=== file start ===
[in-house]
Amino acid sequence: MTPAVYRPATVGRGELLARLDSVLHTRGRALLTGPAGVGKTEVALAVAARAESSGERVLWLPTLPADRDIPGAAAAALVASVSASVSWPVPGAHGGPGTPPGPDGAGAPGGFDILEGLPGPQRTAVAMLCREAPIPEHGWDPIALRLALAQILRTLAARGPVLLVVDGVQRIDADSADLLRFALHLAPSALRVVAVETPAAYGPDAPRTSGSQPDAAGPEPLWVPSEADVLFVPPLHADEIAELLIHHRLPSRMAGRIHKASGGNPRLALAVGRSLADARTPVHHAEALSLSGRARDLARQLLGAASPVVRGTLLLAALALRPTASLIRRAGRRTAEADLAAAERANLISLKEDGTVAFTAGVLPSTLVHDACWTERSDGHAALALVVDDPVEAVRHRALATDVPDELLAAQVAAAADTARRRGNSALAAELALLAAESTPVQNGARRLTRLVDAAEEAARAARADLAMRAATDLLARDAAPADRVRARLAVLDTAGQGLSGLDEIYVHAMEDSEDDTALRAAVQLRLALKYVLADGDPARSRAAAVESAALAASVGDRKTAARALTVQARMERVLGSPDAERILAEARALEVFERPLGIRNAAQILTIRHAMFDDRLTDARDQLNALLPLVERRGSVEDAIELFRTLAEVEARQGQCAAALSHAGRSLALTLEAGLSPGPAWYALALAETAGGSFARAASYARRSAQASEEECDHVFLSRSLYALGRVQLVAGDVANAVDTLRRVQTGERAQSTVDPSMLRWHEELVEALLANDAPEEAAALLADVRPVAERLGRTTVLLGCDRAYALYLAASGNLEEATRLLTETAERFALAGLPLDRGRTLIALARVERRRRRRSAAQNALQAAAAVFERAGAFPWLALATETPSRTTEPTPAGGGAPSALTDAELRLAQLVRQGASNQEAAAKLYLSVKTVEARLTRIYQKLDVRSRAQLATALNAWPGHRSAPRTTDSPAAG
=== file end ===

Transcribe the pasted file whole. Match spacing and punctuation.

[in-house]
Amino acid sequence: MTPAVYRPATVGRGELLARLDSVLHTRGRALLTGPAGVGKTEVALAVAARAESSGERVLWLPTLPADRDIPGAAAAALVASVSASVSWPVPGAHGGPGTPPGPDGAGAPGGFDILEGLPGPQRTAVAMLCREAPIPEHGWDPIALRLALAQILRTLAARGPVLLVVDGVQRIDADSADLLRFALHLAPSALRVVAVETPAAYGPDAPRTSGSQPDAAGPEPLWVPSEADVLFVPPLHADEIAELLIHHRLPSRMAGRIHKASGGNPRLALAVGRSLADARTPVHHAEALSLSGRARDLARQLLGAASPVVRGTLLLAALALRPTASLIRRAGRRTAEADLAAAERANLISLKEDGTVAFTAGVLPSTLVHDACWTERSDGHAALALVVDDPVEAVRHRALATDVPDELLAAQVAAAADTARRRGNSALAAELALLAAESTPVQNGARRLTRLVDAAEEAARAARADLAMRAATDLLARDAAPADRVRARLAVLDTAGQGLSGLDEIYVHAMEDSEDDTALRAAVQLRLALKYVLADGDPARSRAAAVESAALAASVGDRKTAARALTVQARMERVLGSPDAERILAEARALEVFERPLGIRNAAQILTIRHAMFDDRLTDARDQLNALLPLVERRGSVEDAIELFRTLAEVEARQGQCAAALSHAGRSLALTLEAGLSPGPAWYALALAETAGGSFARAASYARRSAQASEEECDHVFLSRSLYALGRVQLVAGDVANAVDTLRRVQTGERAQSTVDPSMLRWHEELVEALLANDAPEEAAALLADVRPVAERLGRTTVLLGCDRAYALYLAASGNLEEATRLLTETAERFALAGLPLDRGRTLIALARVERRRRRRSAAQNALQAAAAVFERAGAFPWLALATETPSRTTEPTPAGGGAPSALTDAELRLAQLVRQGASNQEAAAKLYLSVKTVEARLTRIYQKLDVRSRAQLATALNAWPGHRSAPRTTDSPAAG